Hemingway was to say that the only psychiatrist he needed was a Smith-Corona. But Hemingway, like Saul Bellow in our day, used his own experience obsessively in the form of fiction. True, fiction is never simply autobiography—not when it is written by genuine novelists. The autobiographical impulse in fiction takes the form of satire, burlesque, grandiose mythology, as in Moby-Dick. It often mocks the hero and the novel form itself; it generally becomes something altogether different from autobiography by introducing so many other leading characters. Saul Bellow has written one novel, The Victim, in which he has not sat for a leading character. Sammler and Charles Citrine, Herzog, and even Henderson represent Bellow in various stages of his life, different moods, different wives. But there are so many other people and points of interest in his novels, like the frolicsome portrait of the poet Delmore Schwartz in Humboldt’s Gift, that it is clear that the creative process for this self-renewing novelist is what makes the human comedy balance out right—not Bellow’s own history.
For the non-fiction writer (as I can testify), personal history is directly an effort to find salvation, to make one’s own experience come out right. This is as true of Edmund Wilson in his many autobiographical essays and notebooks as it is of James Baldwin, Malcolm X, Claude Brown. It is even true of straight autobiography by fiction writers. Hemingway’s account of his apprenticeship to letters in Paris, A Moveable Feast, is an effort to save himself by recovering an idyllic past. Even the most lasting autobiographies—St. Augustine, Rousseau, Henry Adams—tend to be case histories limited to the self as its own history to begin with, then the self as the history of a particular moment and crisis in human history.
Wholly personal documents like Whitman’s Specimen Days, Adams’s Education, Conrad Aiken’s Ushant, Malcolm X’s Autobiography, can be more lasting than many a novel. What preserves such books is the news they bring us of history in a new form. In every notable case of this form, from Franklin’s Autobiography to Richard Wright’s Black Boy and Frederick Exley’s A Fan’s Notes, we have the epic of personal struggle, a “situation” rather than a plot. The writer turns himself into a representative sinner or Christian or black or Jew—in Exley’s case, a comically incurable drunk.
This person, we say to ourselves as we encounter Franklin arriving in Philadelphia, has lived history. These are people recounting their fame. Here is Gibbon: “It was at Rome, on the 15th of October 1764, as I sat musing amid the ruins of the Capitol, while the barefooted friars were singing vespers in the temple of Jupiter, that the idea of writing the decline and fall of the city first started to my mind.” But Gibbon’s autobiography is all about how important he was; he is incapable of making fun of himself. It is not from his innocently pompous memoirs that we learn that the great historian as a member of Parliament from a rotten borough fell asleep during the debates on the American revolution. One can live history in a quite different way, as witness Franklin’s comic account of himself walking up Market Street, carrying two rolls, eating a third, and seeing his future wife “when she standing at the door saw me, and thought I made, as I certainly did, a most awkward appearance.”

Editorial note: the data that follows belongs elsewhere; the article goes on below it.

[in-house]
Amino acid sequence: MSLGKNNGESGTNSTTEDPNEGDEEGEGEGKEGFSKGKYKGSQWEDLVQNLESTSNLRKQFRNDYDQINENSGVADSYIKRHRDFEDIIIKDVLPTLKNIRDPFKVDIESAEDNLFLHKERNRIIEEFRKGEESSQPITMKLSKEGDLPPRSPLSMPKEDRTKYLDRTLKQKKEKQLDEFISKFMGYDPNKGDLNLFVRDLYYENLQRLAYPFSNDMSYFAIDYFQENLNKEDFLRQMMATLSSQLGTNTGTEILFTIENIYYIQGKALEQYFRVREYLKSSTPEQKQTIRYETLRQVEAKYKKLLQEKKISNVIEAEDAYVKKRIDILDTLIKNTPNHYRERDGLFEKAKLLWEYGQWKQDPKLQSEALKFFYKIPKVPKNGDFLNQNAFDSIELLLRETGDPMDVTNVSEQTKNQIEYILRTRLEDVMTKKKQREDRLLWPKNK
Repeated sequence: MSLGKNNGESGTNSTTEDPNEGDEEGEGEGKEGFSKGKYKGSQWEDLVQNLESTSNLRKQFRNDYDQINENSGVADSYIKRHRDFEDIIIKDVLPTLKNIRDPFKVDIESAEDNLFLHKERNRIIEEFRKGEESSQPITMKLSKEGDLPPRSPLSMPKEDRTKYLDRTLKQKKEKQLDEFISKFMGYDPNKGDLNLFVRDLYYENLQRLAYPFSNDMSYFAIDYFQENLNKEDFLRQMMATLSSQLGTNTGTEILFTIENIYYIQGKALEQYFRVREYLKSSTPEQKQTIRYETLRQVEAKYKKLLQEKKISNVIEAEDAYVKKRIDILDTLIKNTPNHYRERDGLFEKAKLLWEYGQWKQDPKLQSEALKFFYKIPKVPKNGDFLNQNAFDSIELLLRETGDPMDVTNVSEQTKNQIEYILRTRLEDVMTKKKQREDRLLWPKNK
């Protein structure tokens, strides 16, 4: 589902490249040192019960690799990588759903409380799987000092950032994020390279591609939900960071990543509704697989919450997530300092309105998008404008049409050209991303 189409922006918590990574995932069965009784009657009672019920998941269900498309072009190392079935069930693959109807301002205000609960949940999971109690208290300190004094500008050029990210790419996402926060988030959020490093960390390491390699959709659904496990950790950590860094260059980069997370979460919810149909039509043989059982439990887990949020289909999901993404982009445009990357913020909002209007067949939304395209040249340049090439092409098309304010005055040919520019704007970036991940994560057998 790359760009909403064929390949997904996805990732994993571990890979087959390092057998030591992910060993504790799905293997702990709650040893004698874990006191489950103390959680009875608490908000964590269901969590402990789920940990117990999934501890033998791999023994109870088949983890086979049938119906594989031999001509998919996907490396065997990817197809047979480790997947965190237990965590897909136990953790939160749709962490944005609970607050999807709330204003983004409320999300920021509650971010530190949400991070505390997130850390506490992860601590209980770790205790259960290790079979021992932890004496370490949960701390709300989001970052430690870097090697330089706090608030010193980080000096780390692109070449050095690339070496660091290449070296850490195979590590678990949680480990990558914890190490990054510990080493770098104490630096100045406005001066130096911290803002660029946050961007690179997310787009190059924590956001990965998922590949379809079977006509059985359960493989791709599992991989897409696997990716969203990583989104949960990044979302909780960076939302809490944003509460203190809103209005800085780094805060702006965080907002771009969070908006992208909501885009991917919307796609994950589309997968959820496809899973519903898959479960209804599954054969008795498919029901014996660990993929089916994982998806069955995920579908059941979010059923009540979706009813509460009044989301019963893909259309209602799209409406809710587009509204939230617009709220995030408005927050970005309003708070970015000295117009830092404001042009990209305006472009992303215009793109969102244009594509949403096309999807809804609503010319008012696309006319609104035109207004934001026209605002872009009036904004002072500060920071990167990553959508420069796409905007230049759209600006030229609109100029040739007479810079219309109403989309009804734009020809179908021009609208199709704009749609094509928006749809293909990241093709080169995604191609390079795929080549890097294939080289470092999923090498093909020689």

To “live” history is not of course to command it, or even one’s fate in life. To live history is to express most memorably a relationship to the past, to a particular setting, to a moment, sometimes even to a particular set of buildings, as Henry James does so vibrantly in The American Scene, where buildings talk to one another because James’s mind is so busily interrogating them.
Walt Whitman is a particular example of the self living history—first as a mere spectator, then as our common fate, history as the ultimate explanation of our individual fortunes in life. In Song of Myself, Whitman wrote of the historical visions he painted of America at mid-century—I am the man, I suffer’d, I was there. In his great diary of the Civil War, Specimen Days, Whitman describes himself going down to Washington to look for his brother George, wounded in the second battle of Bull Run. What Whitman does not say is that he was at lowest ebb as poet and man. Leaves of Grass had failed, he really had nothing to occupy himself with at the moment, and he must have had an instinct that the war would be one of those historical tragedies in which the rejected of history find their souls again, in which the epics of the race are reborn.